By the end of the year Swiss manufacturer Stadler will have shipped units from the continent to Merseyside to begin testing on the Merseyrail network. Tony McDonough reports
Swiss manufacturing giant Stadler has started testing Merseyrail’s new £460m train fleet due to come into service in 2020.
In a crucial milestone in the manufacture of the new units, Stadler has competed the basic structure of the first of the 52 units, with the wheelsets (bogies) attached, and factory-based testing has now started.
The company will put all 52 trains through the rigorous testing process. Once the ‘marriage’ is complete, trains will undergo routine static commissioning as a first step in preparing them for the authorisation required to enter service.
Dynamic testing will kick off at a test-ring in Wildenrath, Germany later this autumn. Much of the testing is being undertaken at this purpose-built facility to minimise the need for testing and any associated disruption on the Merseyrail network itself.
The first train is due to arrive in Liverpool for testing later this year. The trains will begin to be rolled out for passengers from 2020.
And much of the work is under way in the Liverpool city region in preparation for the new trains. The re-build of the Kirkdale depot is nearing completion and platform upgrade works to ensure level access at all stations onto the train, is entering its final phase.
However, the Liverpool City Region Combined Authority has still to settle a dispute with guards’ union the RMT over who will be responsible for operating the doors on the new trains. A series of one-day strikes is now on hold while talks continue.
Liverpool City Region Metro Mayor Steve Rotheram said: “This is where vision really starts to become reality. These state-of-the-art trains are game-changing, not just for us but for the whole industry.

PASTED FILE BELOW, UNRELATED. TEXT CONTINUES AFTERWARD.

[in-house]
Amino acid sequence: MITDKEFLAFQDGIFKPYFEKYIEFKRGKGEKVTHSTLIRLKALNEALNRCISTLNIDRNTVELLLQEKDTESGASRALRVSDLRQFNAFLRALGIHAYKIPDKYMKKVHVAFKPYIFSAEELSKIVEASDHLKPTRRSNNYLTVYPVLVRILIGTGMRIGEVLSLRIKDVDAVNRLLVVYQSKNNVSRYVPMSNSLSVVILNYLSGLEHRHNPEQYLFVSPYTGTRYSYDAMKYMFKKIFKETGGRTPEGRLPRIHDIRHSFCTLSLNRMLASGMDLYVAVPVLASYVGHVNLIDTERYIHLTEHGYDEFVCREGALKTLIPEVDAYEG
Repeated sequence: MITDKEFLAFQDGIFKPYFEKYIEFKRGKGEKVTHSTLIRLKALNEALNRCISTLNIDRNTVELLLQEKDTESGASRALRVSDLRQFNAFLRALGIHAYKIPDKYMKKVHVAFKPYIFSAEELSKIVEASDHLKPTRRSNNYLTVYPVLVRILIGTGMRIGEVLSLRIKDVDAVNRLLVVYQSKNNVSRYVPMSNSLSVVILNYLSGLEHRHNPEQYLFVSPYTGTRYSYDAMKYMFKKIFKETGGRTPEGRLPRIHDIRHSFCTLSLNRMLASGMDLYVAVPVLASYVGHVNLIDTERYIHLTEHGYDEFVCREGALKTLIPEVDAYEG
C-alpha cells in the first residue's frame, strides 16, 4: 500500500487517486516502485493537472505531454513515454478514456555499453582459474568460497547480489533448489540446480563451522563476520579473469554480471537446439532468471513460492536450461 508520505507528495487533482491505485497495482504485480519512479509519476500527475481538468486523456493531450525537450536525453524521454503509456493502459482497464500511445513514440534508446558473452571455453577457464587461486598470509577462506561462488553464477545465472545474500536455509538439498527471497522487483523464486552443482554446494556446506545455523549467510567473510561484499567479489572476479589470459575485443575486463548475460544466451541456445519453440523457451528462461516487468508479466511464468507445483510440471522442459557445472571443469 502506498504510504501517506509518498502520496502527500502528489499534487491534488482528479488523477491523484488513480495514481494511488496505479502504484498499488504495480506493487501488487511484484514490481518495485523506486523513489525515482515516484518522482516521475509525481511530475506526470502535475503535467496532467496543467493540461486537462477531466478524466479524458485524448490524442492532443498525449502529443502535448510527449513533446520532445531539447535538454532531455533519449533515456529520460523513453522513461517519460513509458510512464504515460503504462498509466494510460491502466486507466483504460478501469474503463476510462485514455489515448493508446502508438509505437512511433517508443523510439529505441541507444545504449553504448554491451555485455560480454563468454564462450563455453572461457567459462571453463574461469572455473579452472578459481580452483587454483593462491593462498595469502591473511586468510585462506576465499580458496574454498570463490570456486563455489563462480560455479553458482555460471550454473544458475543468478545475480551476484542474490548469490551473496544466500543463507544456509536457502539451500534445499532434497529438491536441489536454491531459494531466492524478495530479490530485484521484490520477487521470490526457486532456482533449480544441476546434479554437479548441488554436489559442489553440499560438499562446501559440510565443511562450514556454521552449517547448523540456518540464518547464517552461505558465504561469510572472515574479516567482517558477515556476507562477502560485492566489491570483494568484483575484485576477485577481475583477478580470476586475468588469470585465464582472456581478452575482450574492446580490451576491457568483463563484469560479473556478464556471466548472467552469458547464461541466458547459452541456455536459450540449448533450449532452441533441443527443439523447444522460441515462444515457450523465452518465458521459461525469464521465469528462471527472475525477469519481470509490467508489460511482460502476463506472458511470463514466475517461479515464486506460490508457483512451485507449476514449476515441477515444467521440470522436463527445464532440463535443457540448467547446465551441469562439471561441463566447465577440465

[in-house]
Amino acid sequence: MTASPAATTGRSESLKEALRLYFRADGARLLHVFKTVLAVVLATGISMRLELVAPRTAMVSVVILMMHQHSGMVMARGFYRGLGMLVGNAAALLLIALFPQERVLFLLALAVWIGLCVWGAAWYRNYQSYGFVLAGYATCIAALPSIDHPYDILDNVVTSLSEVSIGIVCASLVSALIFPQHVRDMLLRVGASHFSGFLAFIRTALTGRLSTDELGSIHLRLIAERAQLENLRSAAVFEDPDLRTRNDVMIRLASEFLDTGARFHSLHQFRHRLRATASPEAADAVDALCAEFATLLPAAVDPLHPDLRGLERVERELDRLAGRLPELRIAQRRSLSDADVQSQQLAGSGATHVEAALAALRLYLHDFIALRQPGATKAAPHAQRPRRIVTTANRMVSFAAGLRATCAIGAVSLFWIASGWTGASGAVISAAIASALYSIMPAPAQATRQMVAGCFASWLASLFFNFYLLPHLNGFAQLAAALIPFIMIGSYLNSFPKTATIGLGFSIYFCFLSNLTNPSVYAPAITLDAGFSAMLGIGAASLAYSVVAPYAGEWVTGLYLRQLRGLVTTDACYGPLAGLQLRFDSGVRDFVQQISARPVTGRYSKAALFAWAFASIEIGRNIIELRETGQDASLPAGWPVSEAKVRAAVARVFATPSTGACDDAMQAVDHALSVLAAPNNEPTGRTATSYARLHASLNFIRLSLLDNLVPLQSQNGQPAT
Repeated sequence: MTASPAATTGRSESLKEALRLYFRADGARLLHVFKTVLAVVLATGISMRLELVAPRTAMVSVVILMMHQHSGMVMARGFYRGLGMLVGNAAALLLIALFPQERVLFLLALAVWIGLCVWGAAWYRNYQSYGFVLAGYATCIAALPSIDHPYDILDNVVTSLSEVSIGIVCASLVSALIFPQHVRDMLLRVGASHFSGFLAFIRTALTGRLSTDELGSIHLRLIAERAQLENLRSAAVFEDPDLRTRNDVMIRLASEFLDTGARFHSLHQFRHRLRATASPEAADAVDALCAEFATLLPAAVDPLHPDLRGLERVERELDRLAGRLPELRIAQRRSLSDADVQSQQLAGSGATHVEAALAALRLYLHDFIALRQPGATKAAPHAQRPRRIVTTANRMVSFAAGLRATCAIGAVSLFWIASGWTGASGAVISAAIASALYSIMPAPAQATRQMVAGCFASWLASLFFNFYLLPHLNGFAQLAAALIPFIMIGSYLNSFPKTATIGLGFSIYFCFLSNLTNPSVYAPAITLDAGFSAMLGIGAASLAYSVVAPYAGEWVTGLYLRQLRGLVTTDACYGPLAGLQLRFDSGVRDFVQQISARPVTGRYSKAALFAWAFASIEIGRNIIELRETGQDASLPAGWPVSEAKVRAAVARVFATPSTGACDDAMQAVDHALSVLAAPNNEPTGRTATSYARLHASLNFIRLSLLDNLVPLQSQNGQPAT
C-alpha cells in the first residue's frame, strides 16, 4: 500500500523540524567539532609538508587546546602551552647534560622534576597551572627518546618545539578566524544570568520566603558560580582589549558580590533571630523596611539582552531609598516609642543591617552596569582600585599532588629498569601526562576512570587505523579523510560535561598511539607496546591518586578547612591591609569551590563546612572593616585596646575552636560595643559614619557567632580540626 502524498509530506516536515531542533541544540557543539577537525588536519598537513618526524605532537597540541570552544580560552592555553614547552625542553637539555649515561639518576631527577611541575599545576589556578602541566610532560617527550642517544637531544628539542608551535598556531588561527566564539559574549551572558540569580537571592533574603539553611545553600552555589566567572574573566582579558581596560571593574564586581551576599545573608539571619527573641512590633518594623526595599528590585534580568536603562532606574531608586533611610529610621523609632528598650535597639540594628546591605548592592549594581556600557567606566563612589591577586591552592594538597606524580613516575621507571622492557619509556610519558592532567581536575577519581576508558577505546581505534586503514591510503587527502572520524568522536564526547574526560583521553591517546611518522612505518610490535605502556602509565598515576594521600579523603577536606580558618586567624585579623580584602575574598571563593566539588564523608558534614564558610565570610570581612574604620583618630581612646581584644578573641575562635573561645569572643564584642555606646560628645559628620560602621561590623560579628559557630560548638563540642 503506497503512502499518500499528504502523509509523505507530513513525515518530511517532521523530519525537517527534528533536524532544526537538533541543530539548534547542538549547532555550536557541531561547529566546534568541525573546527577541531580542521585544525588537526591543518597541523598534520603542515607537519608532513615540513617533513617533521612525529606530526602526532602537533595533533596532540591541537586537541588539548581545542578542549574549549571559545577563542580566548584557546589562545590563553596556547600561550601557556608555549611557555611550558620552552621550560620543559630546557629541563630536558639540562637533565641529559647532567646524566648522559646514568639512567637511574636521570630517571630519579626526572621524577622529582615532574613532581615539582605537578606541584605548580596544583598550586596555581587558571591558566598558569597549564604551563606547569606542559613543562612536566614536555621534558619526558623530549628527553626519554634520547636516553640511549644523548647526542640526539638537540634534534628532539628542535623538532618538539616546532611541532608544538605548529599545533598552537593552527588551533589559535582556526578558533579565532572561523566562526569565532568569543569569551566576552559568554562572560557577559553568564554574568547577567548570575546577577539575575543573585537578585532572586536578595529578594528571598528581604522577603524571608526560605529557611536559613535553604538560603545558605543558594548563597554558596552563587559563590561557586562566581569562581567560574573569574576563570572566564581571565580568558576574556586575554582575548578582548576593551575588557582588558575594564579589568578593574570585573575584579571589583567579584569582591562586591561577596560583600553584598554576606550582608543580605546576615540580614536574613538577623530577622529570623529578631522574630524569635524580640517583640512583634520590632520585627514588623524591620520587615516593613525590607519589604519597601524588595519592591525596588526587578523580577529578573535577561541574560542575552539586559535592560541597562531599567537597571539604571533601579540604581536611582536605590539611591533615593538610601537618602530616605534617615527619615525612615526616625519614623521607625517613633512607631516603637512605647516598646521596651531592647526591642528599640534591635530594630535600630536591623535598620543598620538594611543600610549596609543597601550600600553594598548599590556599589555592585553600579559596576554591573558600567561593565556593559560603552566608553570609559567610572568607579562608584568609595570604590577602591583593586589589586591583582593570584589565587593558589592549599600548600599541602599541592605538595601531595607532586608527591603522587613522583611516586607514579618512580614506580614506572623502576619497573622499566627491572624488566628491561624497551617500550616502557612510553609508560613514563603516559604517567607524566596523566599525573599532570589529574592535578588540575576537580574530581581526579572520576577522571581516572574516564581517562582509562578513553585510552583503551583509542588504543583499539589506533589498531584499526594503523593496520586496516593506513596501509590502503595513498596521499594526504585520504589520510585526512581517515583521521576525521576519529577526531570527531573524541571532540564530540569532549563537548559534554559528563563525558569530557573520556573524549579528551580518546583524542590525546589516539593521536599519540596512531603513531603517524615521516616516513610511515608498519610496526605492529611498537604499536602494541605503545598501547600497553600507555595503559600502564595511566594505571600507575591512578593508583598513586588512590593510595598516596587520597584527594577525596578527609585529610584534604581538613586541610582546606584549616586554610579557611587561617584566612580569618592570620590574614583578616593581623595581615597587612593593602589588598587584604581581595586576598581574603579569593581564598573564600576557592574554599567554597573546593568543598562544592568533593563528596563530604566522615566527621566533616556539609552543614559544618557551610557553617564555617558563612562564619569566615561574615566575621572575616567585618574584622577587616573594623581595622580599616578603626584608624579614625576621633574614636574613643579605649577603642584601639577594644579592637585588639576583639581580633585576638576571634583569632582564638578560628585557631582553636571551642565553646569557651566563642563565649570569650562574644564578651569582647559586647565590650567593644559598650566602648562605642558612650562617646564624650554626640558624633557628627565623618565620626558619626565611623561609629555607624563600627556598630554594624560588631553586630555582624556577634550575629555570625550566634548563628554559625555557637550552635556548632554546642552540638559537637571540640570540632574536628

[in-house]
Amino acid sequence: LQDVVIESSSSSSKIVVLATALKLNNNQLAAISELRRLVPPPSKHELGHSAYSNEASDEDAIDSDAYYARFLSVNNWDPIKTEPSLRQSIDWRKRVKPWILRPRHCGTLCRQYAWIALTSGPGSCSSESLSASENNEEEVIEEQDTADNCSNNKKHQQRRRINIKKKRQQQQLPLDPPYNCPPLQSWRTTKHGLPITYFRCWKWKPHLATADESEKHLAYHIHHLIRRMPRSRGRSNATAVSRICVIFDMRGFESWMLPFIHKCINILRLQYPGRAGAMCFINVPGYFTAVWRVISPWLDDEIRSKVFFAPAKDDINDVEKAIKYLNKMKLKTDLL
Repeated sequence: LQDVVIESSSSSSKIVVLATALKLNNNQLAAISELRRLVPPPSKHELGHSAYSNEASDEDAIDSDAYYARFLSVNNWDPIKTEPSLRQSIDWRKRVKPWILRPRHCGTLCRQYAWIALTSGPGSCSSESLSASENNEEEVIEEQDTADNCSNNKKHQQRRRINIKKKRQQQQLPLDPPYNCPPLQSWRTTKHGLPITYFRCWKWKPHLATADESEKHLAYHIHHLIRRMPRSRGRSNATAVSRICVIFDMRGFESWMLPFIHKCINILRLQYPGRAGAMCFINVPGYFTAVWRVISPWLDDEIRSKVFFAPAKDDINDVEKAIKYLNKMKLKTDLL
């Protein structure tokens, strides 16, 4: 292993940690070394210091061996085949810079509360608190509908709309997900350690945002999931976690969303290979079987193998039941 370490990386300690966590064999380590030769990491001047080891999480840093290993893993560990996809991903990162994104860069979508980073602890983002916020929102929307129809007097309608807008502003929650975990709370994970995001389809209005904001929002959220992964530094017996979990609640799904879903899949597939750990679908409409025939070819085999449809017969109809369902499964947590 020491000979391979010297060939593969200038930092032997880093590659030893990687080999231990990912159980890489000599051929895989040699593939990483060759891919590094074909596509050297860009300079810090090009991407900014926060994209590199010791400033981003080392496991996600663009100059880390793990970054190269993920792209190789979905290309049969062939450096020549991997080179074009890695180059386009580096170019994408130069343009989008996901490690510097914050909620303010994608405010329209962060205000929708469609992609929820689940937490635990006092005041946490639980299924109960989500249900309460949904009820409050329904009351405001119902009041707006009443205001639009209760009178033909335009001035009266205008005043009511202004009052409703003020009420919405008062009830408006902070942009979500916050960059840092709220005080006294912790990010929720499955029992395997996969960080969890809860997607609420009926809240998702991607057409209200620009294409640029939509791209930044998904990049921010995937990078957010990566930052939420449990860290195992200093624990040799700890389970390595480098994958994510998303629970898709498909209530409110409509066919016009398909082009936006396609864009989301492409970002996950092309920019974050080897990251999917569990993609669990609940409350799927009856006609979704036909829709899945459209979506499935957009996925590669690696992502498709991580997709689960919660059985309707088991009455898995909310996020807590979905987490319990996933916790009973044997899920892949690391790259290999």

“Not only will they be UK-leading in accessibility, they are also publically owned, by us, and built specifically for our network and with features local people have said they want to see. I cannot wait to see them arrive on our network.”
Merseyrail has promised and “end to cattle trucks’ when the new trains come into service with each unit offering 50% more capacity. Currently a three-carriage Merseyrail train has a maximum capacity for 303 people.
They will also allow easier access for wheelchairs with a step that will slide out automatically. This will end the current practice of station staff having to bring out a ramp, potentially causing delays to departure.
Fadi Khairallah, project manager at Stadler, said: “Witnessing the fusion of these two basic components is an almost moving experience and we are very excited to have reached this hugely symbolic point in the manufacturing process.
“With so much progress having been made over the last few months, we look forward to starting the crucial test phase over the coming months.”
And Andy Heath, managing director at Merseyrail, also said: “Works through September and October will complete the platform upgrade programme that will support the new trains’ pioneering sliding step technology offering unassisted access for all, as well as improving power supply across the network.”